Thursday, January 07, 2016

Katrina, Ten Years On...

Ten years ago this week, I hopped a plane to Houston, rented a car, and headed north to the Louisiana line. Even though it was already 5 months since the calamity of Hurricanes Katrina and Rita, getting through the National Guard roadblocks took a bit of negotiating. Once across the border, I found myself in what had been Holly Beach, LA, part of what was known as the "Cajun Riviera." Nothing was left standing, with the exception of a few sturdy toilet bowls. What had been a thriving beach community was shredded in the cuisineartstyle winds of Rita. You could see by the outlines of the remainders of house foundations where there had been something. But it was gone, turned to dust, and spread out for miles. It was a sobering sight, and as I drove on to Lake Charles to find a place to spend the night, the visions of that destruction weighed on me. I was doing my first National Geographic story in 21 years (also known as the "I just had a kid, and don't want to be away for 8 weeks any more..." break) and had brought with me my small, varied arsenal of camera gear: A Canon 5D, a Holga, and a Speed Graphic, the latter equiped with lenses from the FDR era. When you shoot for Geographic you have to keep in mind that no one will see the pictures for months, maybe years, owing to the long lead times. So, swirling in the back of your mind all the while is that little voice which is urging you to try and forego the obvious picture, whatever that might be, and look for something which hopefully has a bit more staying power, and relevance. Of course at the moment, you have no fricken idea what might be relevant, so you enter the crap shoot, keep your eyes open, and tread gently.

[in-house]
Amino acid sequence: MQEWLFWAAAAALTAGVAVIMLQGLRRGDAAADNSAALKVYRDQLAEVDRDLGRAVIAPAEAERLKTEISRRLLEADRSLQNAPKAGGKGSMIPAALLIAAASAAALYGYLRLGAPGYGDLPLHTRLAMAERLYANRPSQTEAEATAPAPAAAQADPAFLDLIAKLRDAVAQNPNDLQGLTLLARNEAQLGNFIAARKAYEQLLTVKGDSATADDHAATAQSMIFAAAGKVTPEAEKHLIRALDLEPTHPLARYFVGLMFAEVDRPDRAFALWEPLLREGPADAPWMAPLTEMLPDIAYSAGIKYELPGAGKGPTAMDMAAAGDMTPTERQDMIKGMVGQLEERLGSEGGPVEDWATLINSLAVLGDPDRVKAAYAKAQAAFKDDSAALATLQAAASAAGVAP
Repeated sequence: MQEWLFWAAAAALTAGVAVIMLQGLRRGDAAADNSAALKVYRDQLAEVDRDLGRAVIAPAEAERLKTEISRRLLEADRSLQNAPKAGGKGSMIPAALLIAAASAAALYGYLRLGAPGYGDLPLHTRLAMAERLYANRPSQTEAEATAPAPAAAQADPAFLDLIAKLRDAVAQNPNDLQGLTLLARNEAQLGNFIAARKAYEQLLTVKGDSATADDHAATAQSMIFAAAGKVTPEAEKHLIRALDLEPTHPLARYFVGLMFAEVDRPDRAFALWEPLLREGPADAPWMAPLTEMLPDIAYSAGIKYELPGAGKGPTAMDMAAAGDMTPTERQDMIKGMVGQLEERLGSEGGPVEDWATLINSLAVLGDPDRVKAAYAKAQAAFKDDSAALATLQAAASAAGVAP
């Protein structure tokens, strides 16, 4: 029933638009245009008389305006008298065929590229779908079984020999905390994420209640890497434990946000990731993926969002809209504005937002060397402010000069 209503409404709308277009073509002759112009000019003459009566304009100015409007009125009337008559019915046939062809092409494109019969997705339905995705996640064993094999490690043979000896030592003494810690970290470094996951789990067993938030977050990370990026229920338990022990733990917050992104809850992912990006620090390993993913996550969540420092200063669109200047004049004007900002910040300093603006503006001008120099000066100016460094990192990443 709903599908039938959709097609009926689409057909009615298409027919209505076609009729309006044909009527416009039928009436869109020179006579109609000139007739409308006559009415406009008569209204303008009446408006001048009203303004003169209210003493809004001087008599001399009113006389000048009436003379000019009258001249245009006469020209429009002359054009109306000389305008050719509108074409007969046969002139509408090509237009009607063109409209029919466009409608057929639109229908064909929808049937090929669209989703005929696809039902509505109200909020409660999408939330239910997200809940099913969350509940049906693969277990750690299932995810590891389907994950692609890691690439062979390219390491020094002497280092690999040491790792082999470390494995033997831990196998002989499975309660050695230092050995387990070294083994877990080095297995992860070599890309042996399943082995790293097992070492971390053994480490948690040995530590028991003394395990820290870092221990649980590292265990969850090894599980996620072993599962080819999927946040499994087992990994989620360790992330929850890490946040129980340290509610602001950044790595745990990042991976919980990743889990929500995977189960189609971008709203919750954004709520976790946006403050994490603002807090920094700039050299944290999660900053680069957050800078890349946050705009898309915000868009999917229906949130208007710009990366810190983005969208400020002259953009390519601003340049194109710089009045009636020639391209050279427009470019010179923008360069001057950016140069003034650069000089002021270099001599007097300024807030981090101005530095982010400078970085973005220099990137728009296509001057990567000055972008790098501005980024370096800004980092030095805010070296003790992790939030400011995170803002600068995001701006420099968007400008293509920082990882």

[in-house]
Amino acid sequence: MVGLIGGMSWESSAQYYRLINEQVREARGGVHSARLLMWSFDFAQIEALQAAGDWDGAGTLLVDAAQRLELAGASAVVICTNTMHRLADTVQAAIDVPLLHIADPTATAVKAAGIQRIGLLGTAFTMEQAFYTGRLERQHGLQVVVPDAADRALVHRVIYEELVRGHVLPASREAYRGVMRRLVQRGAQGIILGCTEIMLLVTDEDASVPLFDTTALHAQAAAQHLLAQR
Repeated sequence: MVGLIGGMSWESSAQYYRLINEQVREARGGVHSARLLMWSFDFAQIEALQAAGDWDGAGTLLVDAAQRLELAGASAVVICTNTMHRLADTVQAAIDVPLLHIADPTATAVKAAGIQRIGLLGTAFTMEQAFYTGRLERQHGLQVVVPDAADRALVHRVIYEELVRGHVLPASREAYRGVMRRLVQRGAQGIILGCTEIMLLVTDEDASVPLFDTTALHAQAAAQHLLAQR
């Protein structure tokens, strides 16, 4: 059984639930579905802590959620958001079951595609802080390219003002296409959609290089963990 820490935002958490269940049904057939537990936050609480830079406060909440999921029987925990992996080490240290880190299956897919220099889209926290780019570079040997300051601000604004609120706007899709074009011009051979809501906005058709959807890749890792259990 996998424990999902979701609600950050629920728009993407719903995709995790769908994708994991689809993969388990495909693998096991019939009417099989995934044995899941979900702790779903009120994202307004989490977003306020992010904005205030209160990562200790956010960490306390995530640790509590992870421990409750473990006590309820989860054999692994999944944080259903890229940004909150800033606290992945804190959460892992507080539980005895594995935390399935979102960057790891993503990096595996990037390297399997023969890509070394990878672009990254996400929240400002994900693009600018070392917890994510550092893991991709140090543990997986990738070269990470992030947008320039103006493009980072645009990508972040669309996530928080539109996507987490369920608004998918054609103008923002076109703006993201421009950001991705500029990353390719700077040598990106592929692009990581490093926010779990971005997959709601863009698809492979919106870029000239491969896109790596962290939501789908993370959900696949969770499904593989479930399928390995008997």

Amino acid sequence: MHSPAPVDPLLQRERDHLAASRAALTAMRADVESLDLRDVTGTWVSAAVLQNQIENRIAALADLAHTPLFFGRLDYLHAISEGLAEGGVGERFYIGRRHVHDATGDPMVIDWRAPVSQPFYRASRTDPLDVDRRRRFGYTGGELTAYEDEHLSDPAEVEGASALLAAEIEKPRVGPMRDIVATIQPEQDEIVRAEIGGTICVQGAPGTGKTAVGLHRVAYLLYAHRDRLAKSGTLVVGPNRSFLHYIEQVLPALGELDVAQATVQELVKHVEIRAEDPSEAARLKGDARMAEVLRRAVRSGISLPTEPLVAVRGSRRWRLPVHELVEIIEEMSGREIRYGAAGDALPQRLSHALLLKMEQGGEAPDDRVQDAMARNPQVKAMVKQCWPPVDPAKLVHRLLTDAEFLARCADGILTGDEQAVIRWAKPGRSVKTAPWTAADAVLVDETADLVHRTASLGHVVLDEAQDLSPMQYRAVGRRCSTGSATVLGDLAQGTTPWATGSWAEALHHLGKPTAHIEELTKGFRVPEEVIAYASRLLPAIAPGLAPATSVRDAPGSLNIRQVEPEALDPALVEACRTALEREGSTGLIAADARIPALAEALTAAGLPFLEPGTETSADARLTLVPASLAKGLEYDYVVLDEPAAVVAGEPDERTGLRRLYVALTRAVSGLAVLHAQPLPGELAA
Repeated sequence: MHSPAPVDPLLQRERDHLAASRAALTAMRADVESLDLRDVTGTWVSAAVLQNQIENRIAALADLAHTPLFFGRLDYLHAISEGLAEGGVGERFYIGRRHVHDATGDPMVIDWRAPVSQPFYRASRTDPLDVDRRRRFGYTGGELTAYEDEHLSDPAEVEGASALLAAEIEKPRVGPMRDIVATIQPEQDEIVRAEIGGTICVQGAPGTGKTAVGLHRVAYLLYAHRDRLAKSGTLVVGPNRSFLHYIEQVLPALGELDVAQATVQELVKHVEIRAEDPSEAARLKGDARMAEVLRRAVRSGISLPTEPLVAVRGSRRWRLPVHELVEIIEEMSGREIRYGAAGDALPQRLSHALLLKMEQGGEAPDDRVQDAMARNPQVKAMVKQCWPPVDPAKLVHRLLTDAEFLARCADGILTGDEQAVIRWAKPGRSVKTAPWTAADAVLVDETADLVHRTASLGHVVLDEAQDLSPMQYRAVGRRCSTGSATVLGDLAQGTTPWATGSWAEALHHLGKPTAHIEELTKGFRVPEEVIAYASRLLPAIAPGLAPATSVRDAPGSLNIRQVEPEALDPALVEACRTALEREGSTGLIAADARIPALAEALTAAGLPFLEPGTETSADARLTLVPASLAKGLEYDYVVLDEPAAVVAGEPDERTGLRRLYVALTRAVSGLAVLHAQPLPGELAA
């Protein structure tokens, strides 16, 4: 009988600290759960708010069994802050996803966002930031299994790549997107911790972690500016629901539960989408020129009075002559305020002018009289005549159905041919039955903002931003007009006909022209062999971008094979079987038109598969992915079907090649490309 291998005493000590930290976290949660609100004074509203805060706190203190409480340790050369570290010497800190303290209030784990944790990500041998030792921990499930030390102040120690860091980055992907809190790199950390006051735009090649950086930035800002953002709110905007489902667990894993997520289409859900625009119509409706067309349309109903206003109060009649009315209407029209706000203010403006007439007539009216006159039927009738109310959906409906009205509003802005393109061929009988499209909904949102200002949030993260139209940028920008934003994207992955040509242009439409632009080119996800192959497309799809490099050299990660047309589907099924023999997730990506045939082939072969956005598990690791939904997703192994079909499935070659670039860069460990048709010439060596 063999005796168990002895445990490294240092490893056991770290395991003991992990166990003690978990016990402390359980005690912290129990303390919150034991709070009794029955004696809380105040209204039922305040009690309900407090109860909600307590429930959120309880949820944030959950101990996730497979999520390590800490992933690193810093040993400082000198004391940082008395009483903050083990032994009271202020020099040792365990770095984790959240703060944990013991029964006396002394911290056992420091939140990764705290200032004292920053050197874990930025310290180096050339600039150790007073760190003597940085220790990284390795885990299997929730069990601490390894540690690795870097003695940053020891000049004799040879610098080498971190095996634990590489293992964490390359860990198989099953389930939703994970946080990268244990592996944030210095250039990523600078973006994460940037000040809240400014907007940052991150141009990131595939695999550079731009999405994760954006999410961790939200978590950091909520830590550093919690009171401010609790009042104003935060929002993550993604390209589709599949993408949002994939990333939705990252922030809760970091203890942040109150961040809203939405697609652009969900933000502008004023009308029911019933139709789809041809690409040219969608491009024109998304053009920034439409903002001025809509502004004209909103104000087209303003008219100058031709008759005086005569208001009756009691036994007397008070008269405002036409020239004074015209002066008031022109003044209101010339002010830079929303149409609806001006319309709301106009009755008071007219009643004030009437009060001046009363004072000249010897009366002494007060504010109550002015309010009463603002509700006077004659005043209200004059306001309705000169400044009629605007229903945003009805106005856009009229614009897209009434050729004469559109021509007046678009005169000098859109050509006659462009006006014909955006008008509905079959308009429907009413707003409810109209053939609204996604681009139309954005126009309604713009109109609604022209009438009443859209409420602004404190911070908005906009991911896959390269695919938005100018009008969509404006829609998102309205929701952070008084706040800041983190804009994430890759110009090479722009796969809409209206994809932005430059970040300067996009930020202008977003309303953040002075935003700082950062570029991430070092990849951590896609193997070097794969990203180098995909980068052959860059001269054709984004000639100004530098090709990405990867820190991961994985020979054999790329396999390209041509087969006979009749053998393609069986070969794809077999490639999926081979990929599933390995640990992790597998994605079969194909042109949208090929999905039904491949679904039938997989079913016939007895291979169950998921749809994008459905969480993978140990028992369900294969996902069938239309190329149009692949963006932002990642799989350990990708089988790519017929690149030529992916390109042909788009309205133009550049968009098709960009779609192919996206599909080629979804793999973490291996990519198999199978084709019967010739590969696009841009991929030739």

Herbert Gettridge, 83, was the first person to move back into the Lower 9th Ward, walks into his flooded house for the first time. He built his house wall by wall, room by room, in the 50s and 60s, and wasn't about to just give it up.
At the end of the 2nd day I'd arrived in New Orleans, the epicenter of the Katrina destruction. At first glance Canal street didn't look so bad. I checked into a nice hotel whose commo still had not been restored (that would eventually take months to complete.) I wandered on foot about the French Quarter, which was one of the few parts of the city to still feel like the pre-hurricane NOLA. The next morning, I was ready to roll: the 5D was armed and ready, the Speed Graphic & accompanying film holders were out of the bag and crying out to be picked up. I went to Cafe du Monde, that one unchanging spot of morning good will, and had an order of beignets, sticky sugar and all, and a large cafe au lait. Then I wandered the 20 minutes back to the hotel, walked into my room, now festooned with bits of photographica in every corner, grabbed my notebook, sat down, and remained in a paralyzed stupor for the next 10 hours. The tv was on, probably CNN (in some kind of hopeless gesture that I might 'learn' something...I'm sure that didn't happen) and I sat in that room till sunset. Thinking. Worrying. Pondering. Worrying. Imagining. Worrying. Wondering, and a little more Worrying.